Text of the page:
Nobel laureates are ‘great leaders,’ so what if one wears a woolly hat and baggy sweater?
Dr Ed Daw of the UK’s University of Sheffield, who has worked with this year’s physics Nobel winners, talks about what makes them different and interesting
What’s it like to work with Nobel prize winning scientists – especially the kind that make fascinating discoveries – of gravitational waves emanating from black holes about 29 and 36 times the mass of the sun, colliding around 1.3 billion years ago?
You can definitely expect a few surprises, naturally, as did Dr Ed Daw, reader in gravitational waves and dark matter physics from the UK’s University of Sheffield’s department of physics and astronomy. He remembers being interviewed for his post doctorate studies at the Massachusetts Institute of Technology by Rainer Weiss, this year’s recipient of the physics Nobel. “I was wearing my ‘only’ smart suit and Weiss walked in wearing a woolly hat, baggy sweater and jeans. I had to reassure him that this was the last time he’d see me dressed up that way. He looked relieved,” recalls Daw.
Someone who has worked with the Laser Interferometer Gravitational-Wave Observatory (LIGO) scientific collaboration which discovered the cosmic gravitational waves, Daw says he’s thrilled with the news of the physics Nobel winners Weiss, Kip Thorne and Barry C Barish.
Knowing four Nobel laureates “reasonably well”, he says he finds them to be great leaders and organisers of large groups. Some have ideas that change science. Some predict things that turn out to be insightful and true. “Rai Weiss is one - others are Charles Townes (who invented the Maser - a forerunner of the Laser), Jerry Friedman and Henry Kendall, who drove the SLAC/MIT experiment that proved quarks are real entities inside nuclei. They are all different, and all interesting in different ways,” he says.
For people at LIGO, Weiss is an unconventional “fellow” in the best sense of that description, “who has inspired a generation of experimental physicists, including me,” says Daw
As his first job involved working in the group at MIT which Weiss started, Daw was with him from the start of his time in gravitational wave science. “ Rai’s unconventional personality and enthusiastic, sociable style of doing science, coupled with his outstanding talent for the work, make him stand out from the crowd, and also cause him to inspire others to do their best work.”
Daw remembers many memorable conversations and experiences with Weiss - driving around LIGO with bags and boxes full of cables and gear to chase down some problem, having dinner with their families, or just discussing results and data. “He’s just a good guy to chew the fat with, and he is always supportive of people trying to solve problems that matter,” he says.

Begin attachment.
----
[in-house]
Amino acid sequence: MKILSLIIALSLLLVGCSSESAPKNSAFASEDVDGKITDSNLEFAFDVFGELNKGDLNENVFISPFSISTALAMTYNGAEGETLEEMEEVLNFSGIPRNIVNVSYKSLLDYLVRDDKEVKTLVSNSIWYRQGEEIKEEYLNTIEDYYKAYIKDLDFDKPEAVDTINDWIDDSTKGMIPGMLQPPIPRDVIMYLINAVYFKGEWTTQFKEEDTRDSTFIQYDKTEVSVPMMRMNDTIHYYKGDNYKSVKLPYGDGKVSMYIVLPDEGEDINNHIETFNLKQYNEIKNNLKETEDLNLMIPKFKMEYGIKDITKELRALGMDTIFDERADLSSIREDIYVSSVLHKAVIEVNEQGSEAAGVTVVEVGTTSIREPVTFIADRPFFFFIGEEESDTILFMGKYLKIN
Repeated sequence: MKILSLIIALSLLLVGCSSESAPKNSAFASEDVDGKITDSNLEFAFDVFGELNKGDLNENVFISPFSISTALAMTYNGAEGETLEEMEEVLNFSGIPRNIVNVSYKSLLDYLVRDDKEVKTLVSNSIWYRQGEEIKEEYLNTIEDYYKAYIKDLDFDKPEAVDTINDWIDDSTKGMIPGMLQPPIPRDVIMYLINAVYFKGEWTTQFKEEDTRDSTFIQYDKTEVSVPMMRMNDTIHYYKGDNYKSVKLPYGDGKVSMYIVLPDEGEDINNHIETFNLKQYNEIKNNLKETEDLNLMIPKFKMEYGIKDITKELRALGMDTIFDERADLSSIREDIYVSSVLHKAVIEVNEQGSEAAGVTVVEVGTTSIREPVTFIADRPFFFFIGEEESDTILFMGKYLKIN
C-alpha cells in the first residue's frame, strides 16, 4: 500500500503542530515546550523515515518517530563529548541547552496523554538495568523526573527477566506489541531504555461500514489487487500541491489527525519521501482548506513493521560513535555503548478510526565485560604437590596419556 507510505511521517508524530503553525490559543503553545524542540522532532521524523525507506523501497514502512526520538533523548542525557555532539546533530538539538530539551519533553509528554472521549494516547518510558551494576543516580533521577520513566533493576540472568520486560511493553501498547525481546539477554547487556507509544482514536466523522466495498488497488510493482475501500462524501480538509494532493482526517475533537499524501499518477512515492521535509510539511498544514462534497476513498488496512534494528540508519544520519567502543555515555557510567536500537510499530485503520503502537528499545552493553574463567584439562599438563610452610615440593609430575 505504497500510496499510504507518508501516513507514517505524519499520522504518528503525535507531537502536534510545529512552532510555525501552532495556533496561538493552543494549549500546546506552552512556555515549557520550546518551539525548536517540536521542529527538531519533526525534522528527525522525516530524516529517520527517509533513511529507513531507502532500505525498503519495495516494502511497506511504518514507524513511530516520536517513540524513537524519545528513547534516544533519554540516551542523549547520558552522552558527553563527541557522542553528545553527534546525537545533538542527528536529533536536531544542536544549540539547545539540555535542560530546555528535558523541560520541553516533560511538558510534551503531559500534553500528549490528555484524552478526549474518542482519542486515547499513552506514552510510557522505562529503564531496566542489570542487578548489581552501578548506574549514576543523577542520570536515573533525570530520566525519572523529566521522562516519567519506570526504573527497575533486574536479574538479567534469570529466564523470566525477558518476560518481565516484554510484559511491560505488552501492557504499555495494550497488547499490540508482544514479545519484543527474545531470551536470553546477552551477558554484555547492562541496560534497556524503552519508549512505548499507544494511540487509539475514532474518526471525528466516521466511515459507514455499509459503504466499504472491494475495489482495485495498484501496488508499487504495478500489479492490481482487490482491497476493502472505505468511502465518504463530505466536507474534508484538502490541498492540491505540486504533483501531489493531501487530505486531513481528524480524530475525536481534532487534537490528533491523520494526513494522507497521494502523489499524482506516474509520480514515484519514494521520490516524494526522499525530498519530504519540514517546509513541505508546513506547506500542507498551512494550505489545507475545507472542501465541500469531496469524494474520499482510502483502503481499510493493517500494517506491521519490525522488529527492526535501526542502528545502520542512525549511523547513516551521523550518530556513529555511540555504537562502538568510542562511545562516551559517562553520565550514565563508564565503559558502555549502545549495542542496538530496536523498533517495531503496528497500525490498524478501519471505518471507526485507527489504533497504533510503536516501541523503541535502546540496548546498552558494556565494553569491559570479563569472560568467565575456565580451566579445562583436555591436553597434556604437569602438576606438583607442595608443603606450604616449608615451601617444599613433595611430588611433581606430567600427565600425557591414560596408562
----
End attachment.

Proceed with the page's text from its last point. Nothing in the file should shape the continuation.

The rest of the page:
On the other two winners of the physics Nobel this year, Daw finds Barish to be a particularly effective leader and manager of large scientific teams. “It’s not easy getting over a thousand scientists to function as a coherent unit. Barry proved through his leadership of the LIGO lab during the critical period when LIGO was being built and upgraded to its current configuration that he has a gift for this very difficult and important job.”
Thorne is a theoretical physicist who is happy to work with experimentalists - though he has done much important theoretical work in the theory of gravity and spent a lot of time thinking about classical physics that is important to the functionality of LIGO. He has used his influential position at Caltech to advocate LIGO throughout the history of the project, “and I doubt that LIGO would have succeeded without his help in persuading the US funding agencies to come up with the money,” Daw says.
This, Daw feels, is a great time to be involved in investigating the non-luminous side of the universe, both the compact dense dark sources of gravitational waves and the dark, diffuse matter that makes up most of the matter in galaxies, and indeed most of the matter in the universe. The unifying thread is that by no means everything in the universe shines, and the matter that doesn’t shine plays a critical role in the evolution of our universe, and will also likely play a critical role in its future.
“We need to understand this kind of science to make progress on answering the big questions,” he says.